I gave the Initial Consonant Sounds Assessment Appendix D She had difficulty

I gave the initial consonant sounds assessment

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I gave the Initial Consonant SoundsAssessment (Appendix D). She had difficulty with this assessment due to not fully understanding the directions. I explained to her that it was okay to be confused, and we would continue to work on this skill. The last two reading assessments, I had Annalee complete focused on alphabet knowledge. When reviewing the results, I determined she has mastered the skills in alphabet recognition due to her data when asked to identify uppercase and lowercase alphabet letters (Appendix E). As I continue working with Annalee, I plan to focus on “Print Referencing” to assist her ongoing reading development. Print Referencing is a technique used to “increase the reader's knowledge and interest in print by highlighting the form, function, and features of print during reading aloud” (Zucker, Ward, & Justice, 2009). I would like to see Annalee start using the Accelerated Reader computer-based program to monitor and build her reading comprehension oftexts she is reading. Part 2: Informal Reading Assessments for Grades 4-6 Literacy LearnersReutzel and Cooter (2016) stated, “Reading is the skill which allows all other learning possible” (p. 5). As students move through the literacy developmental steps, they are faced with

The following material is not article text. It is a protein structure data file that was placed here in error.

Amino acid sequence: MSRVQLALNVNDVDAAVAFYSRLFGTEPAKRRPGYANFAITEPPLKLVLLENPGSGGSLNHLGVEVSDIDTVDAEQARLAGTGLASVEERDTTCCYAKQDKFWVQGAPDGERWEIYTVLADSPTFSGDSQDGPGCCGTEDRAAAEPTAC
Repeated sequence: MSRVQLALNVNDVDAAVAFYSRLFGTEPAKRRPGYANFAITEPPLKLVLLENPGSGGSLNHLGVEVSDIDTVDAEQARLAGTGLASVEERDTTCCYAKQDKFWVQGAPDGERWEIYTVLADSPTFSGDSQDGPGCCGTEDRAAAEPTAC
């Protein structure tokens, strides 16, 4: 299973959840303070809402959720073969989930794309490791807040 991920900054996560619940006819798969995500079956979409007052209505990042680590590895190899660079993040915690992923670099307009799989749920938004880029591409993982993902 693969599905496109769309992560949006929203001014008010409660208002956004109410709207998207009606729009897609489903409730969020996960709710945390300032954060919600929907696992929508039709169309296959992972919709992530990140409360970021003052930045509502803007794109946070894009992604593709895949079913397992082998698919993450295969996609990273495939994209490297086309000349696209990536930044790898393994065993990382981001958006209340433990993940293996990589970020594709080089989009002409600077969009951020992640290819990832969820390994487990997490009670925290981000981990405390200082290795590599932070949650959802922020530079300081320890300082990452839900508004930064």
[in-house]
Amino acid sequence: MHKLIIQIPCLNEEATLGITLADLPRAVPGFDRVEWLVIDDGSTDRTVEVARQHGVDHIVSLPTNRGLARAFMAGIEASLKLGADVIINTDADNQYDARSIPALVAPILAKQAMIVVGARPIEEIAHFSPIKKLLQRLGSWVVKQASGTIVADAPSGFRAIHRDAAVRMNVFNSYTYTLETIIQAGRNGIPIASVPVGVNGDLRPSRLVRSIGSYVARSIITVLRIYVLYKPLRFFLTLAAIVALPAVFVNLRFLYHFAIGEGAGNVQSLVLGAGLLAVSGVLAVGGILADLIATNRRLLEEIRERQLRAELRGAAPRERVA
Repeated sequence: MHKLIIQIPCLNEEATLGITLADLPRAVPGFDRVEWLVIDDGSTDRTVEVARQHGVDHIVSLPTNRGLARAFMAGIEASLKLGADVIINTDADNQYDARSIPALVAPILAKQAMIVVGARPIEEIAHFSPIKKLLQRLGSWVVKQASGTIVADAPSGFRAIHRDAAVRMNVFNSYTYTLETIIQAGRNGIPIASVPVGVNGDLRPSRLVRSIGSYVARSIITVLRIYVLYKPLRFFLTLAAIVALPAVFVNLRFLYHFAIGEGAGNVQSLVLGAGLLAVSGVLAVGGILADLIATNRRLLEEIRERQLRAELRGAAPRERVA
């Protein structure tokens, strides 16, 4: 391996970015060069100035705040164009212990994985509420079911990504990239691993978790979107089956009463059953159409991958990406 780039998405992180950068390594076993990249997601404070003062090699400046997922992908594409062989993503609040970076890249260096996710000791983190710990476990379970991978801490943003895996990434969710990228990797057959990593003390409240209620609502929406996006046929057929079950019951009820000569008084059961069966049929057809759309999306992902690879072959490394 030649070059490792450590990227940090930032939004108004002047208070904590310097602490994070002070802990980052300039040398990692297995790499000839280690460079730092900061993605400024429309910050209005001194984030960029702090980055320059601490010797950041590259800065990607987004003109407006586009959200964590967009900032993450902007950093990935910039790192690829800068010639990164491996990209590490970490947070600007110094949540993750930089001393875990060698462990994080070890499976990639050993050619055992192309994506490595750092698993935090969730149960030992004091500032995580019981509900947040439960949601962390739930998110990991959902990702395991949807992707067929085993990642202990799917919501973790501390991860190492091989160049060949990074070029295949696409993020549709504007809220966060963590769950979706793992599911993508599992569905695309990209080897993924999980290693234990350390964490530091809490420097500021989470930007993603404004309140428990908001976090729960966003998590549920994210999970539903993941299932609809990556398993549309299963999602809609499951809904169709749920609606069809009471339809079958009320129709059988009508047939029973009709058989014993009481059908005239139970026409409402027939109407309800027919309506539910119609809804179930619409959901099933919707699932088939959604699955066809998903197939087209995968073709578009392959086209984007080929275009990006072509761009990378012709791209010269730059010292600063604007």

4new and challenging tasks. Teachers become knowledgeable of students reading abilities, literacy needs, and self-perceptions when getting to know students. Having this knowledge, teachers can target and individualize their learning paths.When choosing which student to work with I immediately focused on a student. Zion is aten-year-old female who is classified as a gifted student and an advanced reader. She is in the 4thgrade and ranked as superior in many ways; however, she suffers from anxiety. Having anxiety, it inhibits some of her academic reading performance. My school administers the Maze Assessment, a technology-based universal screener to assess students’ oral reading fluency (ORF), and reading comprehension. Zion’s ORF score reported being in the eighty-eighth percentile among students of the same age who have taken the Maze Assessment. She has been identified as a fluent reader by the data as well as a discrepancy in her fluency skills and her ability to comprehend information she is reading. In reviewing Zion’s Maze assessment, she fell at the fifty-eighth percentile. “Fluency and comprehension are not interrelated; instead, fluency repairs a discordant understanding and interprets meaning” (Wolf, 2008, p. 131). Zion struggles in recognizing the meaning of the words.

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